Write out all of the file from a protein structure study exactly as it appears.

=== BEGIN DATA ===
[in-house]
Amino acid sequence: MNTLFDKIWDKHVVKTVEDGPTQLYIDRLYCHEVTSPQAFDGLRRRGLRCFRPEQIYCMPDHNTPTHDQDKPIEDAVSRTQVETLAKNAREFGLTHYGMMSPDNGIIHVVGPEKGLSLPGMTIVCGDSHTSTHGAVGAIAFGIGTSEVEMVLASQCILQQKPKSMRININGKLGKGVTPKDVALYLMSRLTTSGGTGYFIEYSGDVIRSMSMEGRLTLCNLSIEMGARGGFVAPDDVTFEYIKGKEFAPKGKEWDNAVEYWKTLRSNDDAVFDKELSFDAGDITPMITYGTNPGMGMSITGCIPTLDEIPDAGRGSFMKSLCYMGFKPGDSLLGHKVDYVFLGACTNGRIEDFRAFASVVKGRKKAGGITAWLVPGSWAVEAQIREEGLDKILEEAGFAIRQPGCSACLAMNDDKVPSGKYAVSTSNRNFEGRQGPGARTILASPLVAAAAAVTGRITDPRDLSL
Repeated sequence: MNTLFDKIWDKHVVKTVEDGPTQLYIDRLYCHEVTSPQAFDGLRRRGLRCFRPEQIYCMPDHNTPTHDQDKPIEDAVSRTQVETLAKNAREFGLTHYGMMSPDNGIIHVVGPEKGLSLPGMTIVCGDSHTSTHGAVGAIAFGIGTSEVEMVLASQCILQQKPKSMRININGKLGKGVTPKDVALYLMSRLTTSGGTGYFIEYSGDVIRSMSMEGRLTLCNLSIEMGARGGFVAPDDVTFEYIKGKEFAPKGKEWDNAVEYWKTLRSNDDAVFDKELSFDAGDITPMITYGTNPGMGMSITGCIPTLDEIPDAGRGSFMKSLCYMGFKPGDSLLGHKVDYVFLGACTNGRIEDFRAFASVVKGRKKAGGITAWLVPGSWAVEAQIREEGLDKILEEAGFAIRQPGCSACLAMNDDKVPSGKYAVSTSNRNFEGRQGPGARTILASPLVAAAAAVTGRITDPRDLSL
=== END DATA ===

[in-house]
Amino acid sequence: MNTLFDKIWDKHVVKTVEDGPTQLYIDRLYCHEVTSPQAFDGLRRRGLRCFRPEQIYCMPDHNTPTHDQDKPIEDAVSRTQVETLAKNAREFGLTHYGMMSPDNGIIHVVGPEKGLSLPGMTIVCGDSHTSTHGAVGAIAFGIGTSEVEMVLASQCILQQKPKSMRININGKLGKGVTPKDVALYLMSRLTTSGGTGYFIEYSGDVIRSMSMEGRLTLCNLSIEMGARGGFVAPDDVTFEYIKGKEFAPKGKEWDNAVEYWKTLRSNDDAVFDKELSFDAGDITPMITYGTNPGMGMSITGCIPTLDEIPDAGRGSFMKSLCYMGFKPGDSLLGHKVDYVFLGACTNGRIEDFRAFASVVKGRKKAGGITAWLVPGSWAVEAQIREEGLDKILEEAGFAIRQPGCSACLAMNDDKVPSGKYAVSTSNRNFEGRQGPGARTILASPLVAAAAAVTGRITDPRDLSL
Repeated sequence: MNTLFDKIWDKHVVKTVEDGPTQLYIDRLYCHEVTSPQAFDGLRRRGLRCFRPEQIYCMPDHNTPTHDQDKPIEDAVSRTQVETLAKNAREFGLTHYGMMSPDNGIIHVVGPEKGLSLPGMTIVCGDSHTSTHGAVGAIAFGIGTSEVEMVLASQCILQQKPKSMRININGKLGKGVTPKDVALYLMSRLTTSGGTGYFIEYSGDVIRSMSMEGRLTLCNLSIEMGARGGFVAPDDVTFEYIKGKEFAPKGKEWDNAVEYWKTLRSNDDAVFDKELSFDAGDITPMITYGTNPGMGMSITGCIPTLDEIPDAGRGSFMKSLCYMGFKPGDSLLGHKVDYVFLGACTNGRIEDFRAFASVVKGRKKAGGITAWLVPGSWAVEAQIREEGLDKILEEAGFAIRQPGCSACLAMNDDKVPSGKYAVSTSNRNFEGRQGPGARTILASPLVAAAAAVTGRITDPRDLSL